The crisis in the euro area revealed points of weakness in the architecture of the Monetary Union. It appeared that the common monetary policy also required a common system of banking supervision. Ultimately, this resulted in banking crises and bailouts at the taxpayers’ expense. In addition to weaknesses in national financial supervision, legal resolution options for banks in precarious situations are also lacking. This, along with a lack of capital requirements for government bonds meant that a shared risk was generated by the states and banks in the eurozone whereby sovereign debt crises and banking crises mutually reinforced each other. A banking union therefore seems necessary as a long-term framework for the completion of the European Monetary Union.
This report summarises the current proposals and decisions regarding the Banking Union and evaluates the Banking Union’s three pillars – banking supervision, bank resolution and common standards for deposit guarantees – from a regulatory economic perspective. Particular emphasis is placed on the proposed design of the resolution mechanism and coordination of national deposit guarantee systems and their consequences for Germany’s banking system. The consequences for private institutional guarantee systems are also analysed. The planned exemption provisions for creditor involvement are also discussed critically, as is the European Commission’s proposed right of last decision for cases of bank resolution and the lack of capital requirements for European government bonds.
Burden-sharing in bank resolution is also a point of contention. The European Commission favoured a common European Resolution Fund, while Germany instead preferred a network of national resolution funds. Both variants are contrasted with an alternative proposal by the Cologne Institute for Economic Research. This model avoids the situation automatically resulting in the pooling of costs and losses. The ministers of finance in the EU have agreed to a similar model. Under this plan, a network of national funds will gradually be transferred to a European fund.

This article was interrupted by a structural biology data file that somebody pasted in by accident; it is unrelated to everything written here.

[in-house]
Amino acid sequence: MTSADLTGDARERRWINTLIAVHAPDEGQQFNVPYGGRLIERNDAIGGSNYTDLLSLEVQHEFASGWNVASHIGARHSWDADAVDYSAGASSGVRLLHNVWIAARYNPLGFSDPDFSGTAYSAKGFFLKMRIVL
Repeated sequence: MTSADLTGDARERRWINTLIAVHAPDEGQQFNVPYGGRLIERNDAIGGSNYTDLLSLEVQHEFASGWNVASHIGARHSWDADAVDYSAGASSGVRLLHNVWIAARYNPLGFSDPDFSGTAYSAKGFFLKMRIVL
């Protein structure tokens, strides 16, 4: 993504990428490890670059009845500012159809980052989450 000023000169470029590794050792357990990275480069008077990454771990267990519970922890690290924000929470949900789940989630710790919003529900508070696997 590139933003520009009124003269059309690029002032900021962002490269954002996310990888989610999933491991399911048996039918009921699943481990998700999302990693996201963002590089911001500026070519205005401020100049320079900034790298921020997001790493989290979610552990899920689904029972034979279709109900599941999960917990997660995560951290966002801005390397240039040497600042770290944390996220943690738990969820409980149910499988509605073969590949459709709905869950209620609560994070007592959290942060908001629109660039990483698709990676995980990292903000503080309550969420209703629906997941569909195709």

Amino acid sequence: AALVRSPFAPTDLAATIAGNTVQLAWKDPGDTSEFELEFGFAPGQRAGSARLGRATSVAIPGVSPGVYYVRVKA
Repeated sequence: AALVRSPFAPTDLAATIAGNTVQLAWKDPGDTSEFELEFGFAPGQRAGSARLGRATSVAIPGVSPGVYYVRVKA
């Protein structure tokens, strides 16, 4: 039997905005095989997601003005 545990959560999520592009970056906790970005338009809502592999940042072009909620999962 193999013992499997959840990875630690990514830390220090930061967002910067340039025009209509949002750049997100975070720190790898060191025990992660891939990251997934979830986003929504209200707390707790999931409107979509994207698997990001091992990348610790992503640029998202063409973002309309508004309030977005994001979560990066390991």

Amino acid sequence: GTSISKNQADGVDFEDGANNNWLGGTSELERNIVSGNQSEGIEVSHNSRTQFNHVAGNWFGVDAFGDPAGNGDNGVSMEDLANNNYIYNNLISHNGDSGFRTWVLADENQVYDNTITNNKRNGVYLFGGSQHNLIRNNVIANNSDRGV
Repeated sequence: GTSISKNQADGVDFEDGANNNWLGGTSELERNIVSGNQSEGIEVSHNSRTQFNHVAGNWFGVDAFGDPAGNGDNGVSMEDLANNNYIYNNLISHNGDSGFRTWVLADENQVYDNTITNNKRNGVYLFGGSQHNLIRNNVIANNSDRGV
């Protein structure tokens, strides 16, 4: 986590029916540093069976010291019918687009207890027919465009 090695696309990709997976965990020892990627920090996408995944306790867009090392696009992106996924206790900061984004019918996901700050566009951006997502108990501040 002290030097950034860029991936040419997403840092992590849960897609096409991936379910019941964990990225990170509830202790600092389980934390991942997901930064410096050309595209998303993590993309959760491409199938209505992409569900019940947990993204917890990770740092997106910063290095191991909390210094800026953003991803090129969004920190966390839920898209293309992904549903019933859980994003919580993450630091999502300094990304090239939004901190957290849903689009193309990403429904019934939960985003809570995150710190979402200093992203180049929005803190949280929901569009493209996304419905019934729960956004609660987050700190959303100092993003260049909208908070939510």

The implementation of the Banking Union is discussed against the backdrop of still existing legacy liabilities in the bank balance sheets. To that end, the Cologne Institute for Economic Research proposes an alternative timetable for the implementation of the three pillars that would prevent excessive demands being placed on the Banking Union from legacy liabilities in the bank balance sheets. This proposal provides for a quarantine period for banks that do not qualify for the Banking Union under the audit. According to the proposal, they will be placed under special supervision by the European Central Bank (ECB) during this time and will be required to submit detailed restructuring plans. If the ECB does not approve these plans or if the restructuring objectives are not met, the Cologne Institute’s proposal stipulates resolution for the banks in question.
This report recommends further improvements on the previous plan for the Banking Union. In the process, reliable creditor involvement should be confirmed for bank resolutions as early as 2014. Furthermore, the Banking Union will be accompanied by risk-based capital requirements for government bonds. Through better risk provisions, banks, including their owners and creditors, must be robust enough to ensure that in the case of future banking crises, a burden on the taxpayer can be avoided as much as possible.